Help for family violence

A child interviewer talking to a young boy.

Family harm is a high priority for Police and reducing the number and impact of family harm episodes is a key Police strategy.

Police take every opportunity to prevent harm and reduce offending and victimisation. Police is committed to a prompt, effective and nationally consistent approach to family harm episodes in collaboration with other agencies/iwi and with community partners.

Family violence can be physical, sexual or psychological. It is not a private matter, it is a crime. Preventing and effectively responding to family violence is one of the greatest opportunities to improve the wellbeing and safety of our communities, and we all have a role to play.

Remember, in an emergency call 111. Your call could save a life.

Signs that someone is being harmed by a member of their family include:

  • Controlling behaviour
  • Intimidation
  • Threats to kill
  • Strangulation and choking
  • Physical or sexual violence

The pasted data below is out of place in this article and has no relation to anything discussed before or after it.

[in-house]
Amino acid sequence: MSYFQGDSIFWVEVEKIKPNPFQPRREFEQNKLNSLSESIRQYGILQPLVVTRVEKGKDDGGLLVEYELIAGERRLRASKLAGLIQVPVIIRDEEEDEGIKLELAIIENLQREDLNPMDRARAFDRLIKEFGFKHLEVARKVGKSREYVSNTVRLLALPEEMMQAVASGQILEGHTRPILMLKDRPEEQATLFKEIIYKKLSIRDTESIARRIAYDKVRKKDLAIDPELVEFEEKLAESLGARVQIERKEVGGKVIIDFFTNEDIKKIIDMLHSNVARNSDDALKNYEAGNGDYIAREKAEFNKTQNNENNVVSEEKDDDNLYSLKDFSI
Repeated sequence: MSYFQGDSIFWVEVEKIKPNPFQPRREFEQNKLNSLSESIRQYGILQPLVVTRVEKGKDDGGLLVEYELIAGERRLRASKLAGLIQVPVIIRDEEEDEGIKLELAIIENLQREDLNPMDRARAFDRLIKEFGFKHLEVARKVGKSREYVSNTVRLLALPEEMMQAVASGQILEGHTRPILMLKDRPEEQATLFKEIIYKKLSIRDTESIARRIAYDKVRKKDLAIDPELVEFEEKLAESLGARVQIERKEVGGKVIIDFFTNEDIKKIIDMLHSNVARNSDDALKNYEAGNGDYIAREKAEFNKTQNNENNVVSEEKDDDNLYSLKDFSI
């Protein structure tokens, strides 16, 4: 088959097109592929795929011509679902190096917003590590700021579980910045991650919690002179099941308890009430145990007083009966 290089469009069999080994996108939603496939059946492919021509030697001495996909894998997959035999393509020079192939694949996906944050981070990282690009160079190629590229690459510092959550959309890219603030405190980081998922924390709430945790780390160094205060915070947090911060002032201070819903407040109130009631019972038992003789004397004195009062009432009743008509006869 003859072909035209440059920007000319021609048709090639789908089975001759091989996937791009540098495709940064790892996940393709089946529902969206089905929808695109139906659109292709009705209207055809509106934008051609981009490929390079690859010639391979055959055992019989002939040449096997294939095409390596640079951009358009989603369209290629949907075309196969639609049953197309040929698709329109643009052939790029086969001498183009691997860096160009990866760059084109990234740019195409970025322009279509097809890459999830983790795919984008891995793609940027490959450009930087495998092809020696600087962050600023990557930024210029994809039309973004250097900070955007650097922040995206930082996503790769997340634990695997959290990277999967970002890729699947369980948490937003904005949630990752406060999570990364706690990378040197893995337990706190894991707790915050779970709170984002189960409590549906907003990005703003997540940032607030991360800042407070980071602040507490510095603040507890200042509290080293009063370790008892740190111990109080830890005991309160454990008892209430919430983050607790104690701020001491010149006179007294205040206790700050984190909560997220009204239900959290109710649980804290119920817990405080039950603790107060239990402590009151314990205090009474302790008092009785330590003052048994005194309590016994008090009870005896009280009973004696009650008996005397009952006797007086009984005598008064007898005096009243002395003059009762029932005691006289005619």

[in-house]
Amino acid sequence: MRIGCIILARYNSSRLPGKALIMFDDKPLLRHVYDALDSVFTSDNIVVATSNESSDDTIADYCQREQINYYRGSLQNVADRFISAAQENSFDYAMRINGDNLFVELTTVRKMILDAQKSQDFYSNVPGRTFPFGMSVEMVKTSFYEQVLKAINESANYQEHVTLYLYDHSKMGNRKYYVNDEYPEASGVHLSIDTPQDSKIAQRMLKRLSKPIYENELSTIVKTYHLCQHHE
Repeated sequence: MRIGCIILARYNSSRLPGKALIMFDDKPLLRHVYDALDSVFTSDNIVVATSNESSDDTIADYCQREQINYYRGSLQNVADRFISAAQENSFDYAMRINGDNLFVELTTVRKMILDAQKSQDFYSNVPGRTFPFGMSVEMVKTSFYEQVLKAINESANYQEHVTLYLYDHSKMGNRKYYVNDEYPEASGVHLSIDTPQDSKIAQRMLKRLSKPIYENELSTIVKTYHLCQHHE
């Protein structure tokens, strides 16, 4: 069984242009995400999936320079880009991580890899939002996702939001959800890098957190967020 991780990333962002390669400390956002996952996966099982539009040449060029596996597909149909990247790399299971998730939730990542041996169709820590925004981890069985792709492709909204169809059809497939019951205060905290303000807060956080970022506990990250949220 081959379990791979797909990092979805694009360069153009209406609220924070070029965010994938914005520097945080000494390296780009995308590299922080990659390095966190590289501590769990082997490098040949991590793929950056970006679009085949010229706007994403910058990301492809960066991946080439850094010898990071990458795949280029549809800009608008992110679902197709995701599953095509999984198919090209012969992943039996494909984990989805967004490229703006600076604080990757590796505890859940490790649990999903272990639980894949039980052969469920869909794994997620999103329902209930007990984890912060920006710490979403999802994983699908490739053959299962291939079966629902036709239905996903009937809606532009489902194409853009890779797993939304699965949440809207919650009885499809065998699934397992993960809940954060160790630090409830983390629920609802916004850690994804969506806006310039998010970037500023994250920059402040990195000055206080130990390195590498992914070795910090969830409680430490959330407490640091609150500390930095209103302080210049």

• Jealousy or possessiveness
  • Stalking.

Children living in homes where family violence is present may:

  • Be fearful
  • Be silent and withdrawn
  • Be aggressive 
  • Be unusually well-behaved
  • Show signs of violence or bruising
  • Suddenly change behaviour
  • Often be absent from school.

People experiencing family violence may be:

  • Fearful or nervous 
  • Isolated or reclusive
  • Sad or angry
  • Lacking in confidence
  • Keeping secrets
  • Worried about a love one’s reaction

If you suspect someone close to you is a victim of family violence, it’s okay to get involved – you could save a life. You could ask them:

  • Are you OK?
  • Is someone hurting you?
  • Is there anything I can do?

Other tips include:

  • Always call Police if you think someone is in danger
  • Talk about having a safety plan
  • Listen and take what they are saying seriously
  • Don’t tell them what to do – let them make their own decisions, however long it may take
  • Give support, not advice.

Further information and support

If you are a victim of family violence or in a relationship that makes you fearful about your own or anyone else's safety, seek help as soon as possible. You have the right to be safe.